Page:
Army of the United States

The Army of the United States

The Army of the United States (A.U.S.) is the land based military component of the Armed Forces. It was established by act of Congress during the earliest days of our country. In fact, the very first A.U.S. commander was General George Washington. Over the years, Congress and the War Department (present day DoD) redefined the A.U.S. and what groups were to be included in its membership. This occurred several times over the years, including in 1841 when Volunteer Corps [1] was added and in 1866 when U.S.VRC was included [2]. Other notable changes included Militia being re-designated National Guard in 1903 [3] and provision for the inclusion of draftees. It’s not well known but draftees were not members of the U.S. Army (U.S.A.) but of the A.U.S. until completion of their two years of mandatory service. Although the draft ended with the Vietnam War (1974), the A.U.S. continues in existence to support its other components. Today, the components of Army of the United States include:

1) The Regular Army. Subgroups: U.S. Army, U.S. Army Reserve, and the National Guard,

2) The Retired Reserve. Subgroups:

a. Persons retired from the Regular Army after the requisite time in service (20 years),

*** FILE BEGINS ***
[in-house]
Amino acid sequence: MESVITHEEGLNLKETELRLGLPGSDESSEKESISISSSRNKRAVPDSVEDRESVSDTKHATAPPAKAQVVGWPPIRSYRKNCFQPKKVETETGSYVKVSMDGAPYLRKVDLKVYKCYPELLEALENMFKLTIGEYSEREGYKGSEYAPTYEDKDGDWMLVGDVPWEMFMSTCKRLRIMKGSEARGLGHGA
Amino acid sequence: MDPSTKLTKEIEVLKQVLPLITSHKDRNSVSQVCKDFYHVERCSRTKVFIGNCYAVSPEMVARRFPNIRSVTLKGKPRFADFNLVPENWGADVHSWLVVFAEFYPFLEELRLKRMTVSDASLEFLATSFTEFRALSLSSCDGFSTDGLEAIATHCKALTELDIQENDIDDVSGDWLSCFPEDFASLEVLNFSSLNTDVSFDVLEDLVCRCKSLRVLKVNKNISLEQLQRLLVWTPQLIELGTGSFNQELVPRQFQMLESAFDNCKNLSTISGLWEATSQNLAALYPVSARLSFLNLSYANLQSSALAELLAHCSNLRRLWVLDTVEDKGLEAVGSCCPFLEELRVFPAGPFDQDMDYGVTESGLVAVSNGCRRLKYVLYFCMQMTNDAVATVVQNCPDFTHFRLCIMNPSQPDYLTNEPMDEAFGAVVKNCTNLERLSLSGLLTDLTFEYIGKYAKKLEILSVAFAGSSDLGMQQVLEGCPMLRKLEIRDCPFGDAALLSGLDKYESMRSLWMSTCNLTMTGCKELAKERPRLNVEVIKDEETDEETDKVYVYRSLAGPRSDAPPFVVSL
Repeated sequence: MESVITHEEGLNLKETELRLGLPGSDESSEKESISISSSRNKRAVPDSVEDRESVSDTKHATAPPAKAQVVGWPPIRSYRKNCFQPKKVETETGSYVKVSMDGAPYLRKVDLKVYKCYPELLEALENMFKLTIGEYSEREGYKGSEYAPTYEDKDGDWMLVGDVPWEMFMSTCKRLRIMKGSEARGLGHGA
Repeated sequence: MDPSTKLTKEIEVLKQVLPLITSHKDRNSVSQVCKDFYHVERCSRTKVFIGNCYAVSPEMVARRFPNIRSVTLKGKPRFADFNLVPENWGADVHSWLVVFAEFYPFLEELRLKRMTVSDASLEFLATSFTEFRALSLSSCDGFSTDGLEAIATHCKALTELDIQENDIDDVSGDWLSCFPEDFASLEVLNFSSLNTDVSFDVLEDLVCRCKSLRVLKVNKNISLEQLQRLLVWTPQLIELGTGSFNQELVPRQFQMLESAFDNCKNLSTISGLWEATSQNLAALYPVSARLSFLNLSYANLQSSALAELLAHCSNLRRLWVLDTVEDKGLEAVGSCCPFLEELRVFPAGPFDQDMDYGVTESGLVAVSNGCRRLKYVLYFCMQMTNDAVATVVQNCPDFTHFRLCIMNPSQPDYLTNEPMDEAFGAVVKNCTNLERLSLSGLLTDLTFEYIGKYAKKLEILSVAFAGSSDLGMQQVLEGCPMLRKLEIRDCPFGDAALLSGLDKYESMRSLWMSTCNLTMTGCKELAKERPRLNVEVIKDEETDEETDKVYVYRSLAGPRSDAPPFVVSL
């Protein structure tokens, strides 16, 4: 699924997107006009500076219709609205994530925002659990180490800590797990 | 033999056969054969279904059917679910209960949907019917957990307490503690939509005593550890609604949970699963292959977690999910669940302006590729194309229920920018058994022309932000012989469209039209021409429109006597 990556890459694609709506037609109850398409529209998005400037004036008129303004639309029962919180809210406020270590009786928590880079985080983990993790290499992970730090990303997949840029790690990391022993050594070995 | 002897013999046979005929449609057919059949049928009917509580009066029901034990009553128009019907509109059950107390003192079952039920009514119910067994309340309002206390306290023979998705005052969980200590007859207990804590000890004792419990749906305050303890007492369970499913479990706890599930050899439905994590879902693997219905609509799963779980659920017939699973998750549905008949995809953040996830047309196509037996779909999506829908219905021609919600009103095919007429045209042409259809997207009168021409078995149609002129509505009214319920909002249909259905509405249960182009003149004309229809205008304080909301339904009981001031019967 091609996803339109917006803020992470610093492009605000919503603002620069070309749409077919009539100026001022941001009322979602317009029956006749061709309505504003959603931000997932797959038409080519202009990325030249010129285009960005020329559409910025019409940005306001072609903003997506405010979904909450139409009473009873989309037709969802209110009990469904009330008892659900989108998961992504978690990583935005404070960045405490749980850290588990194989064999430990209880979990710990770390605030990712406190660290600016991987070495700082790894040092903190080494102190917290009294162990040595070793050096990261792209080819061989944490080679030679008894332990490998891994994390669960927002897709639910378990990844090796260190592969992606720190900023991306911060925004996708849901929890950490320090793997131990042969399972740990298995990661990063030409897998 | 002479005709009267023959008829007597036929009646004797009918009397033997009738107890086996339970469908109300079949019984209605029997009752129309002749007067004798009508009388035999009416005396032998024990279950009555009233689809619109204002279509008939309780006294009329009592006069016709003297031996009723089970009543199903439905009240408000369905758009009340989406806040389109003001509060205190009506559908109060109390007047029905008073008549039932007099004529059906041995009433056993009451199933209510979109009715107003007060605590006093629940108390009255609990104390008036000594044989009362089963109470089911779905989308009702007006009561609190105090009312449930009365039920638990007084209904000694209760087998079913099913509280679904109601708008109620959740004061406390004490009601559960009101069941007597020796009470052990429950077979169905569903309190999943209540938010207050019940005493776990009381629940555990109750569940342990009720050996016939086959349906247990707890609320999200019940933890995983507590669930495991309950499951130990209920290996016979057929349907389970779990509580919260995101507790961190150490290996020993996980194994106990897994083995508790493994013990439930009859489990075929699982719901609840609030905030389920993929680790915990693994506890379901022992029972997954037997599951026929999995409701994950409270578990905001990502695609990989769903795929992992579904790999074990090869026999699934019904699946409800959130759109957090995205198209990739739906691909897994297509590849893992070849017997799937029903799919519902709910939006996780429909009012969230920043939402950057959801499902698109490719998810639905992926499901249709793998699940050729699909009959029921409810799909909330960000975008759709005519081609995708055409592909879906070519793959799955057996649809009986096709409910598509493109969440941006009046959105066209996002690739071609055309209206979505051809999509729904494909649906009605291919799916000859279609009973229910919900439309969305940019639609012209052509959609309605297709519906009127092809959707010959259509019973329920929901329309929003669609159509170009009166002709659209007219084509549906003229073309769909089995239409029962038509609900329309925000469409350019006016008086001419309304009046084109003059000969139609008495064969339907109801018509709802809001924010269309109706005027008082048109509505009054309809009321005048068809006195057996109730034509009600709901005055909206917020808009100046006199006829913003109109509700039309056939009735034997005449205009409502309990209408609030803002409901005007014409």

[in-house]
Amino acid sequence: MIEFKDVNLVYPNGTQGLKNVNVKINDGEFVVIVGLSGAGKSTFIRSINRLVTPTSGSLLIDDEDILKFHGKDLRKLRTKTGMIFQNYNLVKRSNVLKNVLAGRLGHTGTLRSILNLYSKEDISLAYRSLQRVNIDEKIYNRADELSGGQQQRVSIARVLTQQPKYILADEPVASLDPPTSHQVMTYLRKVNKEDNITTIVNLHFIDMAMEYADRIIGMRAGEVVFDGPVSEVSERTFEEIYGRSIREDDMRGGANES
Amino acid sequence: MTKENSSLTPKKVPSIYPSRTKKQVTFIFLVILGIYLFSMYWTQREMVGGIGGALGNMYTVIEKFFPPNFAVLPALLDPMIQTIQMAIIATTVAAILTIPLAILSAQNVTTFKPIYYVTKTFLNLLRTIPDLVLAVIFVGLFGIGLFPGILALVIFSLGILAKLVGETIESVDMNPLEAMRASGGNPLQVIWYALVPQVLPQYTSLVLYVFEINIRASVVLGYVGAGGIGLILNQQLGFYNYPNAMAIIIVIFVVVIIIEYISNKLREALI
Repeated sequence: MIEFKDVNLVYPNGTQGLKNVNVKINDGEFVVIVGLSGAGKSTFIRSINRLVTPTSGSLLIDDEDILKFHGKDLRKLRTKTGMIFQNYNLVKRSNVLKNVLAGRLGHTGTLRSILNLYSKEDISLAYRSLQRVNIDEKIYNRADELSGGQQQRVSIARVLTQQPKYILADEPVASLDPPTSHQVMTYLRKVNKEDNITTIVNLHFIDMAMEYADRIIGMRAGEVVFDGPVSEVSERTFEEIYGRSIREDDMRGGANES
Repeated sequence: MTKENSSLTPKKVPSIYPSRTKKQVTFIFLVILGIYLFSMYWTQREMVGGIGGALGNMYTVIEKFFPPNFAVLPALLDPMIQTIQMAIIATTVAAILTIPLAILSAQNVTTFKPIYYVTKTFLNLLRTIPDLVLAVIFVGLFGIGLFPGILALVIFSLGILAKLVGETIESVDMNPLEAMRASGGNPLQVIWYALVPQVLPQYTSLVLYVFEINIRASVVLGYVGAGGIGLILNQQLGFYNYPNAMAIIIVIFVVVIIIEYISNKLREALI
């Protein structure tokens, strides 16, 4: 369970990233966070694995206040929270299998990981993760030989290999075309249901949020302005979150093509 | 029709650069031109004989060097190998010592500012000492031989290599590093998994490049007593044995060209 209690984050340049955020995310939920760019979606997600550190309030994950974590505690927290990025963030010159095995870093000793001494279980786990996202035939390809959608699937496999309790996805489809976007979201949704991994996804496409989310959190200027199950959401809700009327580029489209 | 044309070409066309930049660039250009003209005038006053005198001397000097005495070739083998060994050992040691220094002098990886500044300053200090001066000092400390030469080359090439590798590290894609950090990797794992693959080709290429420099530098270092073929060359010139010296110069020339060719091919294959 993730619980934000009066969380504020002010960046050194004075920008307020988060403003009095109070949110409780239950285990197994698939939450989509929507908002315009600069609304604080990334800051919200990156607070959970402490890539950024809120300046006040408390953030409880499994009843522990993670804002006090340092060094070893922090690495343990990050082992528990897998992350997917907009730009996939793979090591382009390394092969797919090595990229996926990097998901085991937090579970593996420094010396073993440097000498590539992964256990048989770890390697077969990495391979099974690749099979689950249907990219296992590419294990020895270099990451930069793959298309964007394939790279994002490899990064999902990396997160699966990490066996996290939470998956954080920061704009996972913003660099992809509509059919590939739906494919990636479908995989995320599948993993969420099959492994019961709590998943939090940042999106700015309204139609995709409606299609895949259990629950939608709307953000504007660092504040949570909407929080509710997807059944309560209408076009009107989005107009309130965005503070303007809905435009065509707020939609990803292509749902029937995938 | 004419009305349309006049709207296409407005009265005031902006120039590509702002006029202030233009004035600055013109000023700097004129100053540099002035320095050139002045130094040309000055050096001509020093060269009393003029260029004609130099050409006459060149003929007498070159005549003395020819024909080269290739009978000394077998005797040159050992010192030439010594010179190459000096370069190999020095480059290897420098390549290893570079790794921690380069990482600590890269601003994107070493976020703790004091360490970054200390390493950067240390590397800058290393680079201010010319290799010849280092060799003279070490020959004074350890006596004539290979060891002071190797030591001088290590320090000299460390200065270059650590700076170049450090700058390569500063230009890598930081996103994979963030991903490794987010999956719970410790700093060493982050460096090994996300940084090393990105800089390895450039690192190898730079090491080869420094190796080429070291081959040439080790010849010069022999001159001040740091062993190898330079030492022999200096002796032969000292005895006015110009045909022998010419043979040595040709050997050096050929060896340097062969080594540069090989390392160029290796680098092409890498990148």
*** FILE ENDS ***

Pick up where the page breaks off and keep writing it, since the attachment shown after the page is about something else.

b. Persons who have served less than the requisite time in service but were placed on the retirement list due to age, and

3) Persons separating from service with a brevetted rank. For example, a person holding the rank of captain (O-3), but for meritorious service has been “brevetted” major (O-4), would enter into the Retired Reserve as a major but drawing the pay of captain. He/she would be entitled to use either the title Captain (USA) (Ret) or Major (AUS) (Ret).

4) Draftees.

5) The U.S. Volunteers. Only the President of the United States can call up the U.S. Volunteer units for federal active military duty and then only during times of war. Most notably, Civil War units largely fell into this category as well as Teddy Roosevelt’s “Rough Riders” during the Spanish American War, and finally,

6) The U.S. Veteran Reserve Corps (U.S. VRC).

A) By act of Congress in 1866, the U.S. VRC was included in the Army of the United States. That’s because thousands of disabled soldiers, brevetted soldiers, and U.S. Volunteers were placed on the retirement rolls. By congressional statute, members were appointed to the U.S. VRC by governors of states that had furnished troops to the Union war effort. Even though the U.S. VRC was largely melded into the regular army in 1869, the remnant remained to support retirees.

B) The present day U.S. Veteran Reserve Corps has claimed the mantle of its predecessor organization and received recognition from several governors and a U.S. senator as an historical representative of the Army of the United States.

[1] General Regulations for the Army of the United States, War Department, 1841

[2] Act of 39th Congress, Session I, Section 4-5, 1866

[3] The Militia Act of 1903 (32 Stat. 775), also known as the Efficiency in Militia Act of 1903 or the Dick Act